BSA holds candlelight vigil for victims

The gentle flickering of candles lit the faces of roughly 40 students and faculty members who attended the Black Student Association’s (BSA) candlelight vigil on Thursday, Sept. 29. Held in Seven Palms to remember and honor the victims of recent police shootings and related violence, the event provided attendees with a safe place to express their emotions, as well as learn about and discuss each others’ perspectives.

“I think that one of the biggest root causes of our problems in society is communication,” said Dana King, a senior screenwriting major and BSA’s vice president. “We don’t know how to communicate; we don’t know how to accept communication. We can’t tell when somebody’s communicating, nonetheless what they’re communicating. Platforms like this where we can communicate and hear communication and understand communication are just pivotal.”

King presented statistics regarding violence between police and the communities they serve, and invited audience members to participate in analyzing and interpreting the data.

“It’s not enough to be angry anymore,” King said. “You have to be smart.”

Along with King’s speech and a poem performed by senior graphic design major and creative director for BSA Taylor Allen, attendees were encouraged to speak and pray about whatever was on their hearts.

While the majority of attendees opted to remain in silent meditation, a few took the stage and prayed openly. Among these was Associate Campus Pastor for Discipleship Ministries Coba Canales, who prayed for the APU community and peace for the families of the victims.

“I’m really glad that it became a safe space for everybody to cry and to release any feelings that they had as far as traumas or disappointment and fear,” senior social work major and BSA President Jamilah Relf said. “I hope that this will spark conversation and lead people to pray for the communities that are hurting on our campus.”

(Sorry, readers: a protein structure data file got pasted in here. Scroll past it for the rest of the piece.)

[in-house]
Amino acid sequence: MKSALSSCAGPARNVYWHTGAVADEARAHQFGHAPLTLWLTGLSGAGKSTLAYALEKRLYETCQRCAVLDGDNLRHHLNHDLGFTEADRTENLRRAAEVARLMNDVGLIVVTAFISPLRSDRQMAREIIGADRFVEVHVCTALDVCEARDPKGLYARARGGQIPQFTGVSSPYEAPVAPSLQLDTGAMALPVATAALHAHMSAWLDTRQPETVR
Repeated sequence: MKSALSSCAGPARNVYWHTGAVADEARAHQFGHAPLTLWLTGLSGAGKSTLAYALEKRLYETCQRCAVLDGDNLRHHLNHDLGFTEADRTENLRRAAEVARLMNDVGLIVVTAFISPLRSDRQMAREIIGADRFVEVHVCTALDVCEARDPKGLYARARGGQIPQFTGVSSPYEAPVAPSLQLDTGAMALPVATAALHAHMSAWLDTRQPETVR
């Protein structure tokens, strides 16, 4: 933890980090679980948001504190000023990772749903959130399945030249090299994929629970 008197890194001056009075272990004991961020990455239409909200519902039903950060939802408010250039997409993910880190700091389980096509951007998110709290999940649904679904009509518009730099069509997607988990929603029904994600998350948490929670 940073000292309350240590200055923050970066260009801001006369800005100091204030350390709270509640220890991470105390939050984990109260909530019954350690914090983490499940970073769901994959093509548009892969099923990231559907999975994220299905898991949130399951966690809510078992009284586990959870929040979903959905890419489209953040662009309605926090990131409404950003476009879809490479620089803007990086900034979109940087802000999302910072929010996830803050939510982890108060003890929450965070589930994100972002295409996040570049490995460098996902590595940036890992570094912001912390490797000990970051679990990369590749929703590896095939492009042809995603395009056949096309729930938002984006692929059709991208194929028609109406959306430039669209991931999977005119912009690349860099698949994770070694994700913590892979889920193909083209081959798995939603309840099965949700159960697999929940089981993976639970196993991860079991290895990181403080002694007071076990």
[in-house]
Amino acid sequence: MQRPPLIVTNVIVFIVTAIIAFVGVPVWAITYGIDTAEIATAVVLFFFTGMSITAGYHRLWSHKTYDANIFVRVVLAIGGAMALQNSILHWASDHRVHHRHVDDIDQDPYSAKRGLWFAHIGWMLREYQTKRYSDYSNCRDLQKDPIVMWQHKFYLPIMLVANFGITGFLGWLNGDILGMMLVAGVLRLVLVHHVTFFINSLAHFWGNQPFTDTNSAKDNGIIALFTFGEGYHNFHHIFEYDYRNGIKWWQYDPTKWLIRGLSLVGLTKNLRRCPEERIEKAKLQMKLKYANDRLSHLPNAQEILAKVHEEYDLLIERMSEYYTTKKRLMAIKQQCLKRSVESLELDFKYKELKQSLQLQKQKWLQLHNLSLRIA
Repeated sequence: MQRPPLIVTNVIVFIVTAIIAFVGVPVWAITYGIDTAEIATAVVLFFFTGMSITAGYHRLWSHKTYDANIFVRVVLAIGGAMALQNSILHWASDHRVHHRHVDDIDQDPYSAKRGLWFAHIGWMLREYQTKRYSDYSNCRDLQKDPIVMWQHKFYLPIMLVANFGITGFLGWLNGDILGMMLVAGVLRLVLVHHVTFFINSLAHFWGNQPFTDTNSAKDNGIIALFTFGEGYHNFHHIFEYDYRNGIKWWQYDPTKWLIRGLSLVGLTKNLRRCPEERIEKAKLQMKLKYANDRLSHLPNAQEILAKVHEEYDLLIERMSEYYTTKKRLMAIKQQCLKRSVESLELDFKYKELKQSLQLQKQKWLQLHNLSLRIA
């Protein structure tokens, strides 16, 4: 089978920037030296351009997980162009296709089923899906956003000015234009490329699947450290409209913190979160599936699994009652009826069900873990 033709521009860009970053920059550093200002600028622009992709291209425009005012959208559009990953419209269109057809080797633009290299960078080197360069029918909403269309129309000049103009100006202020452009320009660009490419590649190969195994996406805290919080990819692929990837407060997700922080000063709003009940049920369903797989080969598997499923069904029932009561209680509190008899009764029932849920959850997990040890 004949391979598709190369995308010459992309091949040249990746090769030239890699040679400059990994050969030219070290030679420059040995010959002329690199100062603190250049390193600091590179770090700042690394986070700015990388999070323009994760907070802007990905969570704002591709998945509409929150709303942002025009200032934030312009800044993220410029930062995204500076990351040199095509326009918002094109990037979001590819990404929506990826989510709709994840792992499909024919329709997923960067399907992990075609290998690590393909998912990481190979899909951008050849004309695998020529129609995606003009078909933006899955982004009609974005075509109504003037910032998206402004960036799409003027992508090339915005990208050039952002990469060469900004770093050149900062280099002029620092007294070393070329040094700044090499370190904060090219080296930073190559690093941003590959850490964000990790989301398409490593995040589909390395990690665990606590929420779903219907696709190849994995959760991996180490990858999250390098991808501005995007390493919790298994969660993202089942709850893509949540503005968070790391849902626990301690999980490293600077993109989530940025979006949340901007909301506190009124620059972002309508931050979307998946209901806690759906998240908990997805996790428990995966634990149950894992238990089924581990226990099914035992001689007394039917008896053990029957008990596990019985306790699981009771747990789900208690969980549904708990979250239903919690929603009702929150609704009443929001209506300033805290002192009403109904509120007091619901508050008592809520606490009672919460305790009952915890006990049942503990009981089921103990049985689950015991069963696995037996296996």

Attendees observed moments of silence and broke off into groups to pray with and support one another.

“I think the biggest thing for the APU community to realize is that sometimes these events can seem far off, they can seem all the way in the South, but I think what the APU community should know is that there are students here on our campus that are impacted by this and that it’s not so far as they think; it’s actually right here at home,” Allen said. “For me personally, I don’t know anybody that lives in those states, [and] I wasn’t related to any of those people. However, when you look at that TV screen, you see your brother, you see your dad. You see your family members, and I think that’s a really frightening thought to have.”

Though she felt the vigil went well, Allen said she would like to see these kinds of discussions happen through other avenues on campus.

“I would like to hear it talked about in more classrooms,” Allen said. “I understand that we have topics, we have subjects, we have syllabi that we need to abide by, but I don’t think it would hurt to talk about it for five to 10 minutes in the classroom. I know there are professors that do that right now, and that’s so appreciated.”

King also emphasized the importance of discussion and continuing to search for and pursue knowledge about issues in today’s society.

“I think that we think of the phrase ‘educate yourself,’ and we think that it’s about reading a book. We think that it’s about researching and Googling stuff online and it’s not,” King said. “It’s about listening. It’s about being willing to talk to other people, being willing to put yourself in other people’s shoes. It’s not enough to have a strong passion toward something. You have to have a strong passion, and a route and a means to understand and better elaborate on that passion.”

To bring the vigil to a close, junior psychology major Aubre Ferrell prayed one final prayer for the victims and the APU community, and audience members placed their candles side-by-side on the stage.

Authors
Top